Time chnages things. But so it goes. It was a happy time for all. Hope yours was as enjoyingly eventful as ours.

Saturday, December 24, 2011

Merry Christmas

It's Christmas Eve, and I've been saving some videos for just this occasion.

The first video features John and Catherine and their school band, playing "Believe" from the movie Polar Express. The two of them are easy to spot -- both are wearing Santa hats, John on oboe and Catherine on trumpet.

The second video features Peter's high school Jazz ensemble doing a big-band-inspired version of "Have Yourself a Merry Little Christmas." Again, Peter's easy to spot -- front row, alto sax.

We're very proud of our musician children. They do truly bring us joy during this joyous season.

Hope everyone has a Merry Christmas, and a Happy New Year.

Thursday, December 22, 2011


A real quickie today, because I know I'm behind on posting:

Cornell's excellent blog, New Developments in Lymphoma, has a new post on Obinutuzumab, also known as GA101 -- a "new generation Rituximab." (I've seen it called both a second-generation and third-generation monoclonal antibody; they were wise to just avoid that issue altogether.)

As the post explains, results from several studies have been in the news lately touting GA101's success. I' a big fan of Rituxan (closing in on two years since I had it successfully), but I'm all for improvements to it.

Monday, December 19, 2011

Cannoli and Cancer

The New Haven Register ran a nice article this morning about the good folks at Meriano’s Bake Shoppe in Guilford, called "Guilford Bakery Owners Want You to Have a Cannoli; It Might Help Cure Cancer."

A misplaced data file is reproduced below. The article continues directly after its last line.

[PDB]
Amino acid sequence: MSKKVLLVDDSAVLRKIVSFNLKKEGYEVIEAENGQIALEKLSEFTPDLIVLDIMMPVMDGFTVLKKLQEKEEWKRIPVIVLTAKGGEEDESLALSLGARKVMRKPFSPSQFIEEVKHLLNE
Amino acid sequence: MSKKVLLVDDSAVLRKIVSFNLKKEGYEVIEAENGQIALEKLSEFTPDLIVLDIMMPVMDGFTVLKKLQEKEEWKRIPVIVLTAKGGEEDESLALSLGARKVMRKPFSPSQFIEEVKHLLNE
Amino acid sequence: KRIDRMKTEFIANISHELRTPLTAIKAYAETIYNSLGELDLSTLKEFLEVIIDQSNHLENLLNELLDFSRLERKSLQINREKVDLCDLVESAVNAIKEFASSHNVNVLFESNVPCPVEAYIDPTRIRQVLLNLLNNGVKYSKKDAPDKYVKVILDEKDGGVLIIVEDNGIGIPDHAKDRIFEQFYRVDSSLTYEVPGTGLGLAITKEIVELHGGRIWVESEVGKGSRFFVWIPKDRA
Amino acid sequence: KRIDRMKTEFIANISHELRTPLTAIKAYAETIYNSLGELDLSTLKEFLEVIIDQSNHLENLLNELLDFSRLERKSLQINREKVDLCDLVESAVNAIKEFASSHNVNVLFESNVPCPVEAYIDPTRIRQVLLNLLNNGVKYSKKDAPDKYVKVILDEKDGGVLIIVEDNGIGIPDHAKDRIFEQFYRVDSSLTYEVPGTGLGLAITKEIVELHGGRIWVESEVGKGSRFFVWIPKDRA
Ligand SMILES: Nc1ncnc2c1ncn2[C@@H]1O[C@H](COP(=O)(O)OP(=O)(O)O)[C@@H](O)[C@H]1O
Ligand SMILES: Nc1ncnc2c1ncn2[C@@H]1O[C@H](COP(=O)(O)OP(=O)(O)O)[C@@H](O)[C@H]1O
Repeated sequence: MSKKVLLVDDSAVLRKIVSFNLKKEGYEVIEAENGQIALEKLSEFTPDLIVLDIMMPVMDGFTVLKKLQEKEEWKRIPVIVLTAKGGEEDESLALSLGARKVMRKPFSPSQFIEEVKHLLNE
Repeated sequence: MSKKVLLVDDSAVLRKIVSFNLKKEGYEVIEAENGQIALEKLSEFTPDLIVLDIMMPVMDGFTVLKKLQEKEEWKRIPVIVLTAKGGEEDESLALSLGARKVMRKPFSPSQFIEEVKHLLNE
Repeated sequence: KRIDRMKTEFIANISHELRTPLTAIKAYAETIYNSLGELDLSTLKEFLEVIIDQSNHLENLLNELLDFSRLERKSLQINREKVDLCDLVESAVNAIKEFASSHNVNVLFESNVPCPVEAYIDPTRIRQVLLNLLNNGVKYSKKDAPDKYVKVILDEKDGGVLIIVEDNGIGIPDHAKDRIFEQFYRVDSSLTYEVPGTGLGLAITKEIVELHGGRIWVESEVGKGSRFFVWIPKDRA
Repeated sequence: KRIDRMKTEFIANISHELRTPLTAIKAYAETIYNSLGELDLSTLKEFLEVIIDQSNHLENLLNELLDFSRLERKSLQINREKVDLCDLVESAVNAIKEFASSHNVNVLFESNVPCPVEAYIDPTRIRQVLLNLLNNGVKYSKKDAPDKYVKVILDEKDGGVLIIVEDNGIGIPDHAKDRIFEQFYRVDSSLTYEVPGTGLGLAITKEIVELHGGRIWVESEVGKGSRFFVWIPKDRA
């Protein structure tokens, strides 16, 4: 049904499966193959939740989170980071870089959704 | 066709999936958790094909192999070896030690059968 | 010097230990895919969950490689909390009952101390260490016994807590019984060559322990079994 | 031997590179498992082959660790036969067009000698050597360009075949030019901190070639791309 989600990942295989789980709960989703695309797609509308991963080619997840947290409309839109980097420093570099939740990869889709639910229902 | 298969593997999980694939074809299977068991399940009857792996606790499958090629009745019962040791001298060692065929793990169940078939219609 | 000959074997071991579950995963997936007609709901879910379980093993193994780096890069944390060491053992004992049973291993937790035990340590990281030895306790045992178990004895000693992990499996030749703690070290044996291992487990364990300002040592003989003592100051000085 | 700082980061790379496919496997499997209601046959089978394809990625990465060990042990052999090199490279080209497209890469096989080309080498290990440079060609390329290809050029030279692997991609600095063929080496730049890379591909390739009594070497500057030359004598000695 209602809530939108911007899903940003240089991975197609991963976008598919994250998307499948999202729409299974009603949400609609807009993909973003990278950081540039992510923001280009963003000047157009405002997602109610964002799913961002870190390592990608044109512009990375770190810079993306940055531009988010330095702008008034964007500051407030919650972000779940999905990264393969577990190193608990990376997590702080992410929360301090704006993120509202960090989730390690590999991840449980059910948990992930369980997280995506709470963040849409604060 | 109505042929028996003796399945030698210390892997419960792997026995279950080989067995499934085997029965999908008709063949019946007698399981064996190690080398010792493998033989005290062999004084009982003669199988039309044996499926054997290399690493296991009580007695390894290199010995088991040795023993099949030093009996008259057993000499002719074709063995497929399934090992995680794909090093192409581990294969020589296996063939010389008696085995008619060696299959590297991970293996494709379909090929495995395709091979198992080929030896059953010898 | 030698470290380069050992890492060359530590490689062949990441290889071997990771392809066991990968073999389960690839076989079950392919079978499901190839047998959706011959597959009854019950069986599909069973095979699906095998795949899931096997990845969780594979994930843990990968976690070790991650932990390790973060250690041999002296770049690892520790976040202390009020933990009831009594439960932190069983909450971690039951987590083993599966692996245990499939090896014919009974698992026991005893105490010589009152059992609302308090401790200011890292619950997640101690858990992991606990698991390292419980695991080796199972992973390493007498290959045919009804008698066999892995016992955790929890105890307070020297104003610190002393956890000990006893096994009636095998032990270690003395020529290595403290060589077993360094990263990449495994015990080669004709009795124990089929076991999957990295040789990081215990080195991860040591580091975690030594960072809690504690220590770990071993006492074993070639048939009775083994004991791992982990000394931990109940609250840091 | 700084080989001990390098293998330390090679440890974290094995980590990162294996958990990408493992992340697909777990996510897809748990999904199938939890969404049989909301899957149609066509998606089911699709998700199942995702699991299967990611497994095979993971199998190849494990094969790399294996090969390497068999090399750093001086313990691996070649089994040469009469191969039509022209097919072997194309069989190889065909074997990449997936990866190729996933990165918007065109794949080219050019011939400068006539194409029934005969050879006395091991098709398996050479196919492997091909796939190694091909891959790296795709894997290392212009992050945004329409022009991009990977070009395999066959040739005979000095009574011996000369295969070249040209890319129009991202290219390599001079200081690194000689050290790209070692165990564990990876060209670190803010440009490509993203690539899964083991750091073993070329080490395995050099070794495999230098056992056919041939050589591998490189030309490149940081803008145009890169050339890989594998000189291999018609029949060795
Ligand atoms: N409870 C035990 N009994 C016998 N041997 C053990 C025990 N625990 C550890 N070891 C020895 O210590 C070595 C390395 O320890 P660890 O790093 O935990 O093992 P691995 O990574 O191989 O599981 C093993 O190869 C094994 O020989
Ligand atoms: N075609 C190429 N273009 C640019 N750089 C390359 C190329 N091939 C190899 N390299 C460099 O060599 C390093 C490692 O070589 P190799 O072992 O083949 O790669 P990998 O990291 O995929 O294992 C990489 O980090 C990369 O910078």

The Meriano siblings sell t-shirts and donate the money to cancer research at Smilow Cancer Hospital, particularly to a researcher there who was kind and helpful to their father when he was a cancer patient.

The t-shirts are great; they say "Leave the Gun, Take the Cannoli" -- a classic line from the classic film, The Godfather. (The line is the ending to a longer, more gruesome scene. I'll link to the 7 second version -- just enough to hear the line being said, without everything that builds up to it.)

The important thing is, the Merianos are doing great things. And I have one of their shirts, which a bought two summers ago at a farmer's market (along with a chocolate chip cannoli). So, for you folks in the New Haven area, I recommend both the pastries and the clothing. Either or both would make a great Christmas present for the Godfather fan in your life. And, of course, you'll be doing some good for cancer patients, too.

Friday, December 16, 2011

How to Talk about Cancer

Salon magazine ran two articles this week dealing with cancer, both written by Mary Elizabeth Williams, an excellent writer, and a stage 4 melanoma patient.

The first article is called "How to Talk to Someone with Cancer," and deals with a subject I have written about many times: the sometimes dumb things that people say or do to cancer patients, and how to avoid said dumb things.  I won't get into it, because, as I said, it's a fairly frequent topic for me. I will only say that Williams' overall advice, basically to keep the focus on the person with cancer and not on yourself, is  excellent.

I will also say that I, along with several people who posted comments to the piece, thought that Salon's choice of a photo to illustrate Williams' article was fascinatingly weird: